BOGOTA, Colombia ( Associated Press) — The Gulf Clan drug cartel closed dozens of towns in northern Colombia for four days after its leader was extradited to the US for trial. It warned that anyone who disobeyed a stay-at-home order runs the risk of being shot or burning their vehicle.
Businesses closed, schools remained closed, intercity bus service was suspended and a professional football match could not be played after one team refused to travel to the game.
The Gulf Clan’s “armed stoppage” decree was issued in pamphlets and WhatsApp messages on Thursday, following the extradition of Dario Antonio Usuga – also known as Otoniel – to the United States, where he was convicted of drug abuse. faces smuggling charges.
The crackdown appeared to come to an end on Monday, according to reports from human rights groups and the Roman Catholic Church, after underlining that the cartel still poses a major security threat, despite Otoniel’s highly publicized arrest last year.
Analysts said the cartel’s ability to shut down several cities exposed shortcomings in the government’s long fight against drug trafficking groups.
“The security strategy of focusing on high-profile targets does not guarantee safety for citizens,” said Elizabeth Dickinson, a senior analyst at International Crisis Group.
Camilo González, president of Colombian think tank Indepaz, said: “Drug trafficking will not end with the capture of Otonial. When he captured Pablo Escobar he said that drug trafficking would end, and today it was the first. more than that.”
According to Colombia’s Defense Ministry, three civilians and three police officers were killed during the four days of the shutdown and more than 180 cars were burned, mostly on rural highways, for clearly violating the cartel’s order.
Even worse numbers were reported by the Special Jurisdiction for Peace, a tribunal created after a 2016 peace deal between the Colombian government and the Revolutionary Armed Forces of Colombia rebel group.
The tribunal said that 24 civilians were killed in the areas covered by the stagnation of the Gulf tribe, which it said forced people to stay indoors in 138 municipalities in the northern provinces of Choco, Sucre, Bolivar, Antioquia and Córdoba. Was.
In Montería, the provincial capital of about 500,000 residents, commerce was closed for four days and the local gas company stopped delivering cylinders to homes. A football match between local team Jaguares and a club from Medellin was postponed on Sunday after visitors refused to travel to Montería, fearing their bus would be attacked by cartel enforcers.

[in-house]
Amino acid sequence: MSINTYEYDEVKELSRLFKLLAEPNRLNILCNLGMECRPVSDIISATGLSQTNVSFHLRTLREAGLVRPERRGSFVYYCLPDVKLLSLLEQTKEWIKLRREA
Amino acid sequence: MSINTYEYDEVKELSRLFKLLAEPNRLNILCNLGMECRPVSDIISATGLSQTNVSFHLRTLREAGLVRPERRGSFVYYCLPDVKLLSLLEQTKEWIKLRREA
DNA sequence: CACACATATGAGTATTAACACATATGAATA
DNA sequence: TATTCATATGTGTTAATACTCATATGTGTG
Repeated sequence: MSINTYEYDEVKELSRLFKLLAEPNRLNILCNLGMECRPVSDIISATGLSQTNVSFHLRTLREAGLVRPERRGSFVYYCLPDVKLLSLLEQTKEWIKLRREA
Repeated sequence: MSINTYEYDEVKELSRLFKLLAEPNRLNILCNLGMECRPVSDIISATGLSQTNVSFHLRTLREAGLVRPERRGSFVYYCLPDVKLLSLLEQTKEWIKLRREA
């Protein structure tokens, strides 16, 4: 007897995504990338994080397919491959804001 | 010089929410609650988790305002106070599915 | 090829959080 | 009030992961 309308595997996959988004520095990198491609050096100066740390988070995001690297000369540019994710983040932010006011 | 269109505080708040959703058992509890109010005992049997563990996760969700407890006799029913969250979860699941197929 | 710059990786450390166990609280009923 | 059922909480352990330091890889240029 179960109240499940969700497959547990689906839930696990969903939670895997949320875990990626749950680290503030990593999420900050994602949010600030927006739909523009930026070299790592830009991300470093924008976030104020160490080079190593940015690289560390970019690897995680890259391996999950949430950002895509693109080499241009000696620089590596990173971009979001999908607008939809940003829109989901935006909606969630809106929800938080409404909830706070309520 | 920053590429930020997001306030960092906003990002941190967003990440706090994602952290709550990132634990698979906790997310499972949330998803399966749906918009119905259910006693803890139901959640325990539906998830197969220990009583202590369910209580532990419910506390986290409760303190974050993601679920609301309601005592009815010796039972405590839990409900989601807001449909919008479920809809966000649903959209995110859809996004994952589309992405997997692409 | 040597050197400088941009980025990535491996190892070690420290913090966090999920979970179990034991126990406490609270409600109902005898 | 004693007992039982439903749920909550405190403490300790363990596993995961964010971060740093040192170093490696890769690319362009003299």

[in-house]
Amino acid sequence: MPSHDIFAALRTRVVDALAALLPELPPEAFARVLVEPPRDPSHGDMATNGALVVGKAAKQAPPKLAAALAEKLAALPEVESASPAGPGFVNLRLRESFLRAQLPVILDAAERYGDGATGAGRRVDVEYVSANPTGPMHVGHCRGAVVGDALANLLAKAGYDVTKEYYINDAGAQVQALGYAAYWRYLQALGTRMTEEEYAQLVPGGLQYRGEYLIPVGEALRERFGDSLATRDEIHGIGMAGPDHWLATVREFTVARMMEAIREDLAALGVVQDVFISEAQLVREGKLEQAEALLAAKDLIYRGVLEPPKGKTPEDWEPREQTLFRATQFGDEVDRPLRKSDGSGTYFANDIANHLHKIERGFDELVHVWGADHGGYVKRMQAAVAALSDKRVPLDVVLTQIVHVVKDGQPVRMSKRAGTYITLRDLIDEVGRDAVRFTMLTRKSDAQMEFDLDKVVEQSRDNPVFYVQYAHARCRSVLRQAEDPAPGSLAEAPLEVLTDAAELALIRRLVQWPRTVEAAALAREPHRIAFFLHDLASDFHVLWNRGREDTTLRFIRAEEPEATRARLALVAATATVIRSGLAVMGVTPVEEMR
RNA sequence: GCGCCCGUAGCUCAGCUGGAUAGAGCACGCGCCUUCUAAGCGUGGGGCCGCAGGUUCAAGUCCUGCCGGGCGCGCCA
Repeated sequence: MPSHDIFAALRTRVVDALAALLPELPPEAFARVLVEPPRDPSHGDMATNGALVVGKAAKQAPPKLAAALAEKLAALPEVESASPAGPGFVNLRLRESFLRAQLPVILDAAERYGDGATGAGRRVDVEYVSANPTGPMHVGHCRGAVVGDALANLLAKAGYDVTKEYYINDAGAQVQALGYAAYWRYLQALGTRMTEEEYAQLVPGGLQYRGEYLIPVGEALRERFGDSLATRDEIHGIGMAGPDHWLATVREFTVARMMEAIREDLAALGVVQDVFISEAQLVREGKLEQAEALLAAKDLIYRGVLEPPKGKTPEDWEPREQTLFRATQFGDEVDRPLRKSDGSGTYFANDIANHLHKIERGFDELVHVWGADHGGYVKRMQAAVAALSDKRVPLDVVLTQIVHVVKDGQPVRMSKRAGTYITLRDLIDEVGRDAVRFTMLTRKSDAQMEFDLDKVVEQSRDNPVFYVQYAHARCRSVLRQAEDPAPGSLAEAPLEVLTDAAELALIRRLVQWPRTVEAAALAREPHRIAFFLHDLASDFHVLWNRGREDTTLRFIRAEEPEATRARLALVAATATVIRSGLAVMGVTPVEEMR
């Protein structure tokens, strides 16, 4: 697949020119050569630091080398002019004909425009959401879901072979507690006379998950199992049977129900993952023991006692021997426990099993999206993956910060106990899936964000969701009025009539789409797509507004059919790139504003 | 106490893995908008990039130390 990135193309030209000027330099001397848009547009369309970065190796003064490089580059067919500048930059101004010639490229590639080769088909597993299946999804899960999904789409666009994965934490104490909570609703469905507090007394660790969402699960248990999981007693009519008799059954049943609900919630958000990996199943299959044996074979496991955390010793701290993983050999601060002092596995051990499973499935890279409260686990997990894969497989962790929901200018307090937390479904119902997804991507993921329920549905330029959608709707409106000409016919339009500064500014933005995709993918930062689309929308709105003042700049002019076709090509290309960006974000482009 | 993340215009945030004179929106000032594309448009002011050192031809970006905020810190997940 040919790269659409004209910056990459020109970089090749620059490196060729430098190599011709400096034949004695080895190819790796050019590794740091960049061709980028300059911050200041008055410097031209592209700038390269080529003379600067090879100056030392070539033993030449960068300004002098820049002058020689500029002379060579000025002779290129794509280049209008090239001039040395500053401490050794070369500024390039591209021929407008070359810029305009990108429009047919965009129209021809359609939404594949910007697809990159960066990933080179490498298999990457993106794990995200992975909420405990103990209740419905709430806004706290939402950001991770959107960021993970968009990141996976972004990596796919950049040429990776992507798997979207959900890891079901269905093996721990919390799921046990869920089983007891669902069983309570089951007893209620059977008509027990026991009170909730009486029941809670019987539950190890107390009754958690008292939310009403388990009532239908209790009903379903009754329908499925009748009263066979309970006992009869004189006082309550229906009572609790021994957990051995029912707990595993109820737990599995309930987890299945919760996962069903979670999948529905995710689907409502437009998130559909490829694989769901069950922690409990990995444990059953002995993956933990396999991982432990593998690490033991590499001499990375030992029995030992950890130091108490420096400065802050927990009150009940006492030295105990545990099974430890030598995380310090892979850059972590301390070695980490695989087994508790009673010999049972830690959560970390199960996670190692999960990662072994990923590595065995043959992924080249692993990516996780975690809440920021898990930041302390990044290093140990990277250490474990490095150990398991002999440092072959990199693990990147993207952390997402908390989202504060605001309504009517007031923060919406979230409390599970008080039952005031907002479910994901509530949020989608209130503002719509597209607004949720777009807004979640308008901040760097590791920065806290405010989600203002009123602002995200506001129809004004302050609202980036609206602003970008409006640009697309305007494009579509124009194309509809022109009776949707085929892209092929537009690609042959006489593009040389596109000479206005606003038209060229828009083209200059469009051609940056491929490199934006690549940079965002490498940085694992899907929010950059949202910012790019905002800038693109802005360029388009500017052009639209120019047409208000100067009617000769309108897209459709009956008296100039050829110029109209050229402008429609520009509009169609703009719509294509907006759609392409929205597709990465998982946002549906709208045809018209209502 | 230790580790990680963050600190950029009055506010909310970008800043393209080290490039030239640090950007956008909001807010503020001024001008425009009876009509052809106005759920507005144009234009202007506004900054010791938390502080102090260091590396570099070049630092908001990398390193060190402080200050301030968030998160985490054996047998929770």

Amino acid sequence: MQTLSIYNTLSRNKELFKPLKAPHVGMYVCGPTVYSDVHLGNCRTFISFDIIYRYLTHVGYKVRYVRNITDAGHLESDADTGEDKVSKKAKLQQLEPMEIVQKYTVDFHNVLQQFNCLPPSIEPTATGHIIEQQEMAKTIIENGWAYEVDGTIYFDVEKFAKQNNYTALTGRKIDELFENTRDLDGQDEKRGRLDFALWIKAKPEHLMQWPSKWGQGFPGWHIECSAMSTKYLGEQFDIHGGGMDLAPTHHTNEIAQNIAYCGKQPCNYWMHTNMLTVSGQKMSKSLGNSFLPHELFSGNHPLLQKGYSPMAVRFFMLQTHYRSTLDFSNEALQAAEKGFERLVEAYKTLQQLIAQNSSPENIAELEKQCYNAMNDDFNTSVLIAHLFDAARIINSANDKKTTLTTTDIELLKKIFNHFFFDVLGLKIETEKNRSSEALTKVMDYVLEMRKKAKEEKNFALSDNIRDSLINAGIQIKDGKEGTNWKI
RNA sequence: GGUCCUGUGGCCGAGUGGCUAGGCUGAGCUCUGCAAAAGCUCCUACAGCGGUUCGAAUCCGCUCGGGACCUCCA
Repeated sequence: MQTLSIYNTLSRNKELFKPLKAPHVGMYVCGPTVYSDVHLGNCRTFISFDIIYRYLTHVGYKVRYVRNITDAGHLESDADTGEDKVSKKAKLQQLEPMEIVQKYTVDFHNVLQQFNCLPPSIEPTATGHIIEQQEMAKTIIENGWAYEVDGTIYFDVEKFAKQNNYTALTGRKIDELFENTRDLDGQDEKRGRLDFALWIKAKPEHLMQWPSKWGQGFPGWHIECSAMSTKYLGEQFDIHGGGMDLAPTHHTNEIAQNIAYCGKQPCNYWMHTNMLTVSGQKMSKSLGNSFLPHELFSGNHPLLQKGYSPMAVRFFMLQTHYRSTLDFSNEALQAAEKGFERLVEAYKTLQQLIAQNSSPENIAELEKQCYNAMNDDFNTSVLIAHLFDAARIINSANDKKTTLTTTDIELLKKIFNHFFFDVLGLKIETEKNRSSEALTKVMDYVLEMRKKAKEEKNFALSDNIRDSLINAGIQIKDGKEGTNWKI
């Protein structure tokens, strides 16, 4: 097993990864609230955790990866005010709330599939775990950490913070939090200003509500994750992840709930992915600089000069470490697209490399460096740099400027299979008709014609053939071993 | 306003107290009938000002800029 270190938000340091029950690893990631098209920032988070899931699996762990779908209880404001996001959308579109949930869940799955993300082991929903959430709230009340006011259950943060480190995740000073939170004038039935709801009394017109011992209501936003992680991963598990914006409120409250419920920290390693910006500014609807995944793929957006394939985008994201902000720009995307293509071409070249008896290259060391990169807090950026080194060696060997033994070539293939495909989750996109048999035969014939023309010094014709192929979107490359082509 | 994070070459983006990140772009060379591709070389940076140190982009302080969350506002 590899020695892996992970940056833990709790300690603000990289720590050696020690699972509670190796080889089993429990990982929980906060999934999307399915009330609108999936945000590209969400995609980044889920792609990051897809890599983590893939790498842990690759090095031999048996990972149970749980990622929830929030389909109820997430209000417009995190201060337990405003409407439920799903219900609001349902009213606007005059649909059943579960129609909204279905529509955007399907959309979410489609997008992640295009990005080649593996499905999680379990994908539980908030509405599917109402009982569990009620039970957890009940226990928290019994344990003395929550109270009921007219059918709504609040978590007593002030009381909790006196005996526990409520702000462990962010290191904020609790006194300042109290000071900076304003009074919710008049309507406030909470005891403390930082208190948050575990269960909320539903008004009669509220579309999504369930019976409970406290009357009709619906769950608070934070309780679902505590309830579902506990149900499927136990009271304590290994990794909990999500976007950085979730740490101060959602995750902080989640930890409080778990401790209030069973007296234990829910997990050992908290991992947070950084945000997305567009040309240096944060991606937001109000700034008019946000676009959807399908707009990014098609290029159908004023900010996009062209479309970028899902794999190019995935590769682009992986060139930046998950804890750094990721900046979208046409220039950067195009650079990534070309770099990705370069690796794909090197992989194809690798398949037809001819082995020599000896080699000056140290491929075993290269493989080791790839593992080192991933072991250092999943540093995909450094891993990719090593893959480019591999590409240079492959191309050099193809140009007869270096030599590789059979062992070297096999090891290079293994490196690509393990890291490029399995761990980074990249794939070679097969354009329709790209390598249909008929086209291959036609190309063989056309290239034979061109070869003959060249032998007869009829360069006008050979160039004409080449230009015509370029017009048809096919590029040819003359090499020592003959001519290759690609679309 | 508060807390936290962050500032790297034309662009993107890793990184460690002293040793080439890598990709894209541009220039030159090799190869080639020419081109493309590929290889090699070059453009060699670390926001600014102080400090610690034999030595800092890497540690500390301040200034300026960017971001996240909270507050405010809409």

The Gulf Clan, also known as Colombia’s Gatanista Self-Defense Forces, were founded in the first decade of this century by leaders of paramilitary groups who refused to join a demilitarization agreement in which other groups participated. Had taken.
Otoniel, the most recent leader of the Gulf Clan, has long been on the US Drug Enforcement Administration’s Most Wanted list.
He was first indicted in Manhattan federal court in 2009 on drug charges and for allegedly aiding a very correct paramilitary group designated by the US government as a terrorist organization. Subsequent indictments in Brooklyn and Miami federal courts accused him of smuggling at least 73 metric tons of cocaine into the United States between 2003 and 2014.
Colombian officials tried to defuse the cartel’s standoff, saying they had deployed 52,000 troops to the affected areas to ensure the safety of civilians.
President Ivan Duque said on Saturday that the actions by cartel members were “isolated incidents” aimed at intimidating locals that the organization is now weak and that its leadership is fragmented.
Police offered prizes of more than $1 million to apprehend the three men, who have been identified as the new leaders of the clan. But critics of the government said the days of the clan were not over.
“The government can eliminate important leaders,” said Gonzalez, president of the Indepaz think tank. “But this is a mafia network which also includes politicians and money laundering. And it is also involved in human trafficking, illegal gold mining and other businesses.”
Associated Press writer Manuel Rueda contributed to this report.